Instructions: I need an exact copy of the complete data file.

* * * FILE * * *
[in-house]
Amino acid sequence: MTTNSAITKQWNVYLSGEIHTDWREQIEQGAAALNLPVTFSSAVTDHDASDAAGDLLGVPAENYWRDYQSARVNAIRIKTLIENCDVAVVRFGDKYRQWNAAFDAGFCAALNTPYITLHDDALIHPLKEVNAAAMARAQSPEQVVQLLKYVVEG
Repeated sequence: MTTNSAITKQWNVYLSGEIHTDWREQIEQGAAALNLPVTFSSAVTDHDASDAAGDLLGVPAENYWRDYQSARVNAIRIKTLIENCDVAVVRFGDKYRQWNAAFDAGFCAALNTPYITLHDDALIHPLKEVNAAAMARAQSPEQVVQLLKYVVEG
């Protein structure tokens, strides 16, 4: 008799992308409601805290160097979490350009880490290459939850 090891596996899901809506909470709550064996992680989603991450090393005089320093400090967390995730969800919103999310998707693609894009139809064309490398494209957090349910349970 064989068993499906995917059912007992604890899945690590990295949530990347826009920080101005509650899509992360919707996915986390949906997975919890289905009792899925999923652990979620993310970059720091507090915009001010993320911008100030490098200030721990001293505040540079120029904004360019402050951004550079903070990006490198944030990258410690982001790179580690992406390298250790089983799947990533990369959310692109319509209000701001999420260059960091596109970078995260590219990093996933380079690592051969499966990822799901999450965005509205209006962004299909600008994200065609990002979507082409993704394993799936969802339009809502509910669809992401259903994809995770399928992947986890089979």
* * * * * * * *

[in-house]
Amino acid sequence: MTTNSAITKQWNVYLSGEIHTDWREQIEQGAAALNLPVTFSSAVTDHDASDAAGDLLGVPAENYWRDYQSARVNAIRIKTLIENCDVAVVRFGDKYRQWNAAFDAGFCAALNTPYITLHDDALIHPLKEVNAAAMARAQSPEQVVQLLKYVVEG
Repeated sequence: MTTNSAITKQWNVYLSGEIHTDWREQIEQGAAALNLPVTFSSAVTDHDASDAAGDLLGVPAENYWRDYQSARVNAIRIKTLIENCDVAVVRFGDKYRQWNAAFDAGFCAALNTPYITLHDDALIHPLKEVNAAAMARAQSPEQVVQLLKYVVEG
């Protein structure tokens, strides 16, 4: 008799992308409601805290160097979490350009880490290459939850 090891596996899901809506909470709550064996992680989603991450090393005089320093400090967390995730969800919103999310998707693609894009139809064309490398494209957090349910349970 064989068993499906995917059912007992604890899945690590990295949530990347826009920080101005509650899509992360919707996915986390949906997975919890289905009792899925999923652990979620993310970059720091507090915009001010993320911008100030490098200030721990001293505040540079120029904004360019402050951004550079903070990006490198944030990258410690982001790179580690992406390298250790089983799947990533990369959310692109319509209000701001999420260059960091596109970078995260590219990093996933380079690592051969499966990822799901999450965005509205209006962004299909600008994200065609990002979507082409993704394993799936969802339009809502509910669809992401259903994809995770399928992947986890089979």